The title to "Hitman: Agent Jun" is somewhat misleading. Much like the nineties-era action movies which mark the film's obvious inspiration, the title character (played by Kwon Sang-woo) goes through disproportionate effort to avoid actually killing anybody. Agent Jun's very cool opening setpiece action moves ends with him gleefully taking the first chance available to ditch South Korea's horrific secret government program to transform orphans into super soldiers.
Whoa there, you might be thinking. Isn't that kind of grim? Well, yes, yes it is. Which is another place where the movie's nineties era origins are difficult to ignore. In a world where most movies at least pretend to have moral ambiguity when it comes to functionally brainwashed super soldiers, "Hitman: Agent Jun" just accepts its premise uncritically and even jokingly. After all, Agent Jun's dream is to be a professional webtoon artist. That's why he quit his boring day job of super spy action stuff.
"Hitman: Agent Jun" gets a lot more comedy than it rightly deserves just off the absurd contrast in this premise. Agent Jun's long suffering wife Mina (played by Hwang Woo-seul-hye) has to be the breadwinner off of her fairly meager high school art teacher salary. Their teenage daughter Ga-yeong (played by Lee Ji-won-I) raps about the domestic squabbles prompted by fighting over money. These scenes are sweet and at times even tender, making Agent Jun a surprisingly relatable character.
So when the secret action hero stuff crashes back into the story it's a bit of a rude shock. I was expecting more of a comedy of errors where Agent Jun must resort to increasingly implausible schemes to fend off enemies aware of his true identity without alerting his family as to what's going on. But instead Agent Jun gets stuck between two antagonistic forces right away and, eh, it's all right as a set-up goes. It just wasn't as interesting as what I was expecting.
The comedy only rarely goes as far as it can or should. Both the secret government program and the terrorists are for the most part portrayed as highly competent and terrifying where a more bumbling portrayal would be funnier. One highlight is a scene where Agent Jun is forced to abruptly turn his car around- technically complying with his wife's instructions, in spite of her immediate fury, and also enraging the terrorists who have no choice but to impotently wait for Agent Jun's return because their entire plan hinges on his physical presence.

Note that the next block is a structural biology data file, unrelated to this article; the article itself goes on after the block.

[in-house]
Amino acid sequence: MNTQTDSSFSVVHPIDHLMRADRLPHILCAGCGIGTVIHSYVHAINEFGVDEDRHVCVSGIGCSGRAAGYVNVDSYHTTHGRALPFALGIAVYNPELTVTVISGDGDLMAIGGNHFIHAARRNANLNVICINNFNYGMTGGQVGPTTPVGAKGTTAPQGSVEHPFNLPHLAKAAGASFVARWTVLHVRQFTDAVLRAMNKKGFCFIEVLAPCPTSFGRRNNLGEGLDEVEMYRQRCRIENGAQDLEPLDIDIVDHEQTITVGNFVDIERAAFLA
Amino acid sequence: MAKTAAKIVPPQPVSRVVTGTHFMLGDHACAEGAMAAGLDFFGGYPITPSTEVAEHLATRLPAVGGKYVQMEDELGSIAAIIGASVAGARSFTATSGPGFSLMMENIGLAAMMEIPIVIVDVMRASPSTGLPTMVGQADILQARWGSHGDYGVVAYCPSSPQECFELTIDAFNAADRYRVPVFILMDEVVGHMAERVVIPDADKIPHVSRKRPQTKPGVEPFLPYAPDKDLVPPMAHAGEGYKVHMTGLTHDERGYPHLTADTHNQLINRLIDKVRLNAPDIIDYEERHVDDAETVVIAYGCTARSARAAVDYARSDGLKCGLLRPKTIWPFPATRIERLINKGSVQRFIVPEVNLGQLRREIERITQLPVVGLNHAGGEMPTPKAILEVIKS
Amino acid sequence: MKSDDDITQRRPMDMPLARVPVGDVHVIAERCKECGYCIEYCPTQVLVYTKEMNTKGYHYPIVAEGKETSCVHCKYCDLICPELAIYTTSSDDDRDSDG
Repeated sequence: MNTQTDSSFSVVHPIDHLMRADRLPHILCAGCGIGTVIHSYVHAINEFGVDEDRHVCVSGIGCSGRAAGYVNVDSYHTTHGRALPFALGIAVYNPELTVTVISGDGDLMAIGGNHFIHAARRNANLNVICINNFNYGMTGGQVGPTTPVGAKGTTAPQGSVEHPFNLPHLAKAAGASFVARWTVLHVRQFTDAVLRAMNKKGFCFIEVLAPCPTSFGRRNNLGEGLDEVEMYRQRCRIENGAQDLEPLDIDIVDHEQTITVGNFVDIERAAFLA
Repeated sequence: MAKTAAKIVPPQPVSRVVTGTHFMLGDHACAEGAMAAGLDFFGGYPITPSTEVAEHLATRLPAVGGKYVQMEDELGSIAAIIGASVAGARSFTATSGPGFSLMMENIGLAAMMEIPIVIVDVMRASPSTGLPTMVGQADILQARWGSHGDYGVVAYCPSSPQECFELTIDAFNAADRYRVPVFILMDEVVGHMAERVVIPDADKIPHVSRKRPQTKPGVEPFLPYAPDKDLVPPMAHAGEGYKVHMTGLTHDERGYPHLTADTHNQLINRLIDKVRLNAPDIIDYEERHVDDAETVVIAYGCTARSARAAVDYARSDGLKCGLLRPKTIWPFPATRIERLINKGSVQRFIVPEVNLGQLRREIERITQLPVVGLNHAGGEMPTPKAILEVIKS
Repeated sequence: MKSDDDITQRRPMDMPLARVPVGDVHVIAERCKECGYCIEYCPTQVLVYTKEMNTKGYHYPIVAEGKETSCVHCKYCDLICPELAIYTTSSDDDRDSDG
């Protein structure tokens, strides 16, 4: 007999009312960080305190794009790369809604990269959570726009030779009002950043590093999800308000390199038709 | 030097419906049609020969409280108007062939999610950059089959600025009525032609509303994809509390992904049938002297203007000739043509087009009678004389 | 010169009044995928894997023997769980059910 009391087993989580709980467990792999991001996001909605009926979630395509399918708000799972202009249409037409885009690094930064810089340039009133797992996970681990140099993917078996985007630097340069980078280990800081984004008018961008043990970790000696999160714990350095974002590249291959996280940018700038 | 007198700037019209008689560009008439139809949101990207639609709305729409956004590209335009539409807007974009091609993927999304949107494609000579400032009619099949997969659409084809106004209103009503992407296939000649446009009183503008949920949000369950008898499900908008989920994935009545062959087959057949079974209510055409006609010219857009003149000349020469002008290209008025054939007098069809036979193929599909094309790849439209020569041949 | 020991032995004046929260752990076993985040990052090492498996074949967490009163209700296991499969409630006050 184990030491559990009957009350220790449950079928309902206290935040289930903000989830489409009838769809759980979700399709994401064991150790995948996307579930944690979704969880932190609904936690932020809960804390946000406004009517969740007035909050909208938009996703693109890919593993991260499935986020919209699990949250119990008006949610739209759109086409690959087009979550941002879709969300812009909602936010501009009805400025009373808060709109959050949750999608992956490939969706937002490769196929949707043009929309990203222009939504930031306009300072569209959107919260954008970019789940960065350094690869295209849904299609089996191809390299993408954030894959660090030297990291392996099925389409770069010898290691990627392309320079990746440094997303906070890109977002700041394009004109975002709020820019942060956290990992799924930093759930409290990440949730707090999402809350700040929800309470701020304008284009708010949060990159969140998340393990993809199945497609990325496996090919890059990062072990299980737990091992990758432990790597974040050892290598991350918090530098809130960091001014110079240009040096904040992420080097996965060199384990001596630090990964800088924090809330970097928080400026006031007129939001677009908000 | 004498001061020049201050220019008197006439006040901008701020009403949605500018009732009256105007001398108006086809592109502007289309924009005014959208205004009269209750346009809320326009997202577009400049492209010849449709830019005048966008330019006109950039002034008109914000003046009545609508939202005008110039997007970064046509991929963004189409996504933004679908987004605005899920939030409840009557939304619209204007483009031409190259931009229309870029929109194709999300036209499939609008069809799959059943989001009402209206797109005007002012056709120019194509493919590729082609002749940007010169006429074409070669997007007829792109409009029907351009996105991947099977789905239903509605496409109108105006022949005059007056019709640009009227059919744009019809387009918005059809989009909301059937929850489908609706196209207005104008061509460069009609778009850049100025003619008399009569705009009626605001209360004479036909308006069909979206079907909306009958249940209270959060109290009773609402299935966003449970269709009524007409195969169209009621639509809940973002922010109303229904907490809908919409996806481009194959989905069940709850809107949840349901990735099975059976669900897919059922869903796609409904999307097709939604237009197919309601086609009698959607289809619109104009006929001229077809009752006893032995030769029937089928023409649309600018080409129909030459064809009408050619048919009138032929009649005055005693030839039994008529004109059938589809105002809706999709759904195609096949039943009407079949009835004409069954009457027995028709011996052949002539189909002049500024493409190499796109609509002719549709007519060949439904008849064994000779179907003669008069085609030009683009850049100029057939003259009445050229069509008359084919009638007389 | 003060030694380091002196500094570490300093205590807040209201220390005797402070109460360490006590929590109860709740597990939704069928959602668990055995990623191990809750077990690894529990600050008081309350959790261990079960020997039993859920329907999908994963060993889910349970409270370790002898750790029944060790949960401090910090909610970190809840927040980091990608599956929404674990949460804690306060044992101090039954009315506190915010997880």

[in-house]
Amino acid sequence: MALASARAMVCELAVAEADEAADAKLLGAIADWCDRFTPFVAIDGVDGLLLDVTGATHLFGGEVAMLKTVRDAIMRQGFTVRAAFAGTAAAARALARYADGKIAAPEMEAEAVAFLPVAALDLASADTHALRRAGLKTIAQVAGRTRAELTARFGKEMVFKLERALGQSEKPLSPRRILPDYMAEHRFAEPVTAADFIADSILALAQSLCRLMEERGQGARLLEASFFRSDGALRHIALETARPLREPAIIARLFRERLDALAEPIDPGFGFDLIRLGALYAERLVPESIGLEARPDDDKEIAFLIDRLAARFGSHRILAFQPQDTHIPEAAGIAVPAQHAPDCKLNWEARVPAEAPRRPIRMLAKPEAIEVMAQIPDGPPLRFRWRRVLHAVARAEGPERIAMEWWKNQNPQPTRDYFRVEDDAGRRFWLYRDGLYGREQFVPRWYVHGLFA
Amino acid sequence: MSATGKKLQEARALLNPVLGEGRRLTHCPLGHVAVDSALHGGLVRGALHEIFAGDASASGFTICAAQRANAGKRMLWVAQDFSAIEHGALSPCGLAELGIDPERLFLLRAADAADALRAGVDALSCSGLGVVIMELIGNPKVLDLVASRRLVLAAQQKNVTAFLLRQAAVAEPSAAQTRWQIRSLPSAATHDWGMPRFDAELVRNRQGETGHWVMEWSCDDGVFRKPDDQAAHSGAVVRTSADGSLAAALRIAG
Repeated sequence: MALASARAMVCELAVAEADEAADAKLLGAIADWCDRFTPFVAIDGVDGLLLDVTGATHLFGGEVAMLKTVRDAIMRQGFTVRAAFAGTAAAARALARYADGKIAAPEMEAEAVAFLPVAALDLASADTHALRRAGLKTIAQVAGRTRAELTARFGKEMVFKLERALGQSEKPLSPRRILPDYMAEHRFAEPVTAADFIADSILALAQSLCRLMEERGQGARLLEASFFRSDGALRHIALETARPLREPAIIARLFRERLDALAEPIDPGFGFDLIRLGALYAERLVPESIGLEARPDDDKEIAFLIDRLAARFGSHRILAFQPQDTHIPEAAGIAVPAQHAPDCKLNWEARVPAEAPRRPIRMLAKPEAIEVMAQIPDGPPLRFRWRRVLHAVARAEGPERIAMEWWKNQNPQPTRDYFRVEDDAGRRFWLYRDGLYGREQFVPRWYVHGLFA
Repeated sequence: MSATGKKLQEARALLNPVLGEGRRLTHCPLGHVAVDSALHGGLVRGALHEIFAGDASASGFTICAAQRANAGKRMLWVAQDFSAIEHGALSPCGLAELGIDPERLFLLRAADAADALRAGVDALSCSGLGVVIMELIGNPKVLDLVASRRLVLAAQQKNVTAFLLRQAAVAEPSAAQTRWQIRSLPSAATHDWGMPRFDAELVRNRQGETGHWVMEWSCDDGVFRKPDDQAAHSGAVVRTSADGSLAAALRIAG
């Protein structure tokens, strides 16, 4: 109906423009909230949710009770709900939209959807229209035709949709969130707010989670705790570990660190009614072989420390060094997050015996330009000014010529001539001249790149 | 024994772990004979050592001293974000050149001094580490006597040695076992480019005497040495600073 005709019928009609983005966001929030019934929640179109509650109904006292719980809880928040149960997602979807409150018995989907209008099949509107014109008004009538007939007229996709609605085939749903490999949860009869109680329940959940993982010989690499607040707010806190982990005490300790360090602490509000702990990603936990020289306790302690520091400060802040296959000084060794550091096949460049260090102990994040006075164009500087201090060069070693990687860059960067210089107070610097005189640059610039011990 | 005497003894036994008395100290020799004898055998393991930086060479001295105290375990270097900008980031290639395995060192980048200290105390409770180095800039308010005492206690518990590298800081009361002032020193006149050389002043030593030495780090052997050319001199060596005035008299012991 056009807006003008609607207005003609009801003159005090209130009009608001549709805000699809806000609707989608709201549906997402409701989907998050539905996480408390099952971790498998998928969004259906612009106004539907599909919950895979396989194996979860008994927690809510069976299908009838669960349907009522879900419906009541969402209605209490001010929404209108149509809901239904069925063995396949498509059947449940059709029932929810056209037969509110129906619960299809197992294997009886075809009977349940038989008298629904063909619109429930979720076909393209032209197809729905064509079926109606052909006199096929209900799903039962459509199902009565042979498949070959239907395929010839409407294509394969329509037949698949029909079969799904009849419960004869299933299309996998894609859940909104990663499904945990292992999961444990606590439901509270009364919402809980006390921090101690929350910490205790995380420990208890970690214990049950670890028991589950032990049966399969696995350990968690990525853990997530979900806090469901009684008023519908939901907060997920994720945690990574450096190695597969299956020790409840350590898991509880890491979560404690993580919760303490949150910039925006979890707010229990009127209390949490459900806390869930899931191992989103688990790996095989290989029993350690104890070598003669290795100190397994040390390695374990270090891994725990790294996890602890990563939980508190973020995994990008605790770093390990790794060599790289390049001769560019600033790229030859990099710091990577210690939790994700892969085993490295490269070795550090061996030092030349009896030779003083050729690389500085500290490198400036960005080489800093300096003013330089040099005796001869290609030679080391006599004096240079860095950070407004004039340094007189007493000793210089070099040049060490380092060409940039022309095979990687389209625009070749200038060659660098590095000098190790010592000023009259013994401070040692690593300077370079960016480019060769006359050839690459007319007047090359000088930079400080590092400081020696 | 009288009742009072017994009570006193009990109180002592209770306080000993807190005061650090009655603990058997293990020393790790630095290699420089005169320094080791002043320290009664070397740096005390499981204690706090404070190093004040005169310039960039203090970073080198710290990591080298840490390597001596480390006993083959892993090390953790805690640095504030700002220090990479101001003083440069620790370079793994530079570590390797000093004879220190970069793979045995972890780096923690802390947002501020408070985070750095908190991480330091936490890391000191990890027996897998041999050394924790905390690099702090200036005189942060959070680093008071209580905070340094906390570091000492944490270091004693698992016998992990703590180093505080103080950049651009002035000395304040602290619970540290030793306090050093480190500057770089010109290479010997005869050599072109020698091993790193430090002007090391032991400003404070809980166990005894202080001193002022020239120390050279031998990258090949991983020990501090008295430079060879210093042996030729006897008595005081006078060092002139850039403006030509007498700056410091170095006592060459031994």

"Hitman: Agent Jun" also suffers from having characters who are either underutilized or underdeveloped. Deok-hyoo (played by Jung Joon-ho) is supposed to be this fearsome headmaster character but outside of the opening sequence and the very excellent webtoon collages we never see him exert much gravitas. Cheol (played by Lee Yi-kyung) is supposedly one of Agent Jun's best friends from his spy days but the two rarely ever even talk, suggesting that maybe a whole subplot had been edited out of the movie.
Review by William Schwartz
Staff writer. Has been writing articles for HanCinema since 2012, having lived in South Korea since 2011. Started out in Gyeongju, then to Daegu, then to Ansan, then to Yeongju, then to Seoul, lived on the road for HanCinema's travel diaries series in the summer of 2016, and is currently settled in Anyang. Has good tips for utilizing South Korea's public bus system. William Schwartz can be contacted via email@example.com. He also has a substack at williamschwartz.substack.com where he discusses the South Korean film industry in broader terms and takes suggestions for future movies to review.
"[HanCinema's Film Review] "Hitman: Agent Jun""
by HanCinema is licensed under a Creative Commons Attribution-Share Alike 3.0 Unported License.
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